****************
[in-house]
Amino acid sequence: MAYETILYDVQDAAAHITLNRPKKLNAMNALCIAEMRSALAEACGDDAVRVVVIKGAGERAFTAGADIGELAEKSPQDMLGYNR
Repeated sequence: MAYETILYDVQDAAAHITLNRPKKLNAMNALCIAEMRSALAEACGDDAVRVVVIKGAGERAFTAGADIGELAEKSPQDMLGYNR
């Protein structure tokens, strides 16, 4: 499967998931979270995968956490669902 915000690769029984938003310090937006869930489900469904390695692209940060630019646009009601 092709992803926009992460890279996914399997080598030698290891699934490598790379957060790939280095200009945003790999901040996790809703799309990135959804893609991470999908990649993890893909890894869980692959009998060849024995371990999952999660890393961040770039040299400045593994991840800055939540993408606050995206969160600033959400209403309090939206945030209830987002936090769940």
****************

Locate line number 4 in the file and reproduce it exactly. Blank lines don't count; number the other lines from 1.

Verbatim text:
């Protein structure tokens, strides 16, 4: 499967998931979270995968956490669902 915000690769029984938003310090937006869930489900469904390695692209940060630019646009009601 092709992803926009992460890279996914399997080598030698290891699934490598790379957060790939280095200009945003790999901040996790809703799309990135959804893609991470999908990649993890893909890894869980692959009998060849024995371990999952999660890393961040770039040299400045593994991840800055939540993408606050995206969160600033959400209403309090939206945030209830987002936090769940």